So when we get the concerted firepower of the Asian Infrastructure Investment Bank (AIIB); the Silk Road Fund; and the New Development Bank (NDB) under Brics (Brazil, Russia, India, China and South Africa), we have enough capital to generate generous financing for an infrastructure bonanza from China, across Central Asia, and all the way to Western Europe and Eastern Africa.
Only in Kazakhstan, for instance, there are more than 50 deals valued at over US$20 billion in effect. The new peace in Syria negotiations – Russia, Iran and Turkey – will take place in Astana, not Geneva. Kazakhstan represents the intersection of the New Silk Roads and the Eurasia Economic Union (EEU). Russia and China are luring Iran – and later on Turkey – into the Shanghai Cooperation Organization (SCO) fold. Syria, pacified and rebuilt, will be a key plank of Obor. It’s all interlinked.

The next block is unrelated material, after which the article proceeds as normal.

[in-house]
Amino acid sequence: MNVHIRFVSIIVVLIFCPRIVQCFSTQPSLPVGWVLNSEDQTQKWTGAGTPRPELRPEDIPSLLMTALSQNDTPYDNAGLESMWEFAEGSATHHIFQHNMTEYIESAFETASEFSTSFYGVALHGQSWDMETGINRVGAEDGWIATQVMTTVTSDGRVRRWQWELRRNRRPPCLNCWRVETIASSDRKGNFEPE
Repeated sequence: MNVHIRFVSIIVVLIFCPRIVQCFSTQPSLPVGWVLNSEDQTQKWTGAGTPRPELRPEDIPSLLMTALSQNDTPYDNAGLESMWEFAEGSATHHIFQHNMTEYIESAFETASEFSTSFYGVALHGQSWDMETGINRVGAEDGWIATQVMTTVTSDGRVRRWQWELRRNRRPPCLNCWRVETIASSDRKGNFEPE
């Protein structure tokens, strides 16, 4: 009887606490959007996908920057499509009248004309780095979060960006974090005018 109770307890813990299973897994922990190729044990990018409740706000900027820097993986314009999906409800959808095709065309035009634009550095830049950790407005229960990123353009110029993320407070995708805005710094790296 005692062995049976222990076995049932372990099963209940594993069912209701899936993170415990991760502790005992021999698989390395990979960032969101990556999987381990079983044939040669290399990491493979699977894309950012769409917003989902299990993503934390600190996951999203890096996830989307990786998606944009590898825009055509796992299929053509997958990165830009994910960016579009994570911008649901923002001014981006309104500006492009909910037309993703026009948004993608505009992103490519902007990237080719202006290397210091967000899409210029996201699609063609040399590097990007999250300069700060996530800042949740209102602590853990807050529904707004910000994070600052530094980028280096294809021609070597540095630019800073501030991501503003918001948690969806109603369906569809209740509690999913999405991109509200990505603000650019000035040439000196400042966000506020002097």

So what China is proposing has nothing to do with deglobalization. It’s rather about “localization.”
But trade deals never die. With the death of TPP, Xi had to extol the merits of the pan-Asian Regional Comprehensive Economic Partnership (RCEP), which excludes the US but crucially merges all of the Association of Southeast Asian Nations members with everyone ASEAN has trade deals with; China, India, Japan, South Korea, Australia and New Zealand.
RCEP will be a boon for manufacturing within the vastly complex and broader supply chain across Asia, smashing tariffs across the board. That will include China-India trade. Yet it remains to be seen how Prime Minister Narendra Modi’s Make in India campaign will cope with opening up its markets to Chinese imports.
And, of course, Xi had to refer to the yuan question. The yuan is currently overvalued. The People’s Bank of China does not want it to slide down even further; its priority is a stable exchange rate – to stabilize trade. Still, Danske Bank strategist Allen von Mehren, who’s usually spot on, predicts the yuan falling to 7.26 to the US dollar by the end of September.
Somebody’s got to explain all this to Trump, implications included. It won’t be Scaramucci. Not to mention Peter Navarro, Wilbur Ross, “Mad Dog” Mattis or Michael Flynn. It has to be global helmsman Xi in person.
Pepe Escobar is correspondent-at-large for Asia Times. His latest book is 2030, published by Nimble Books.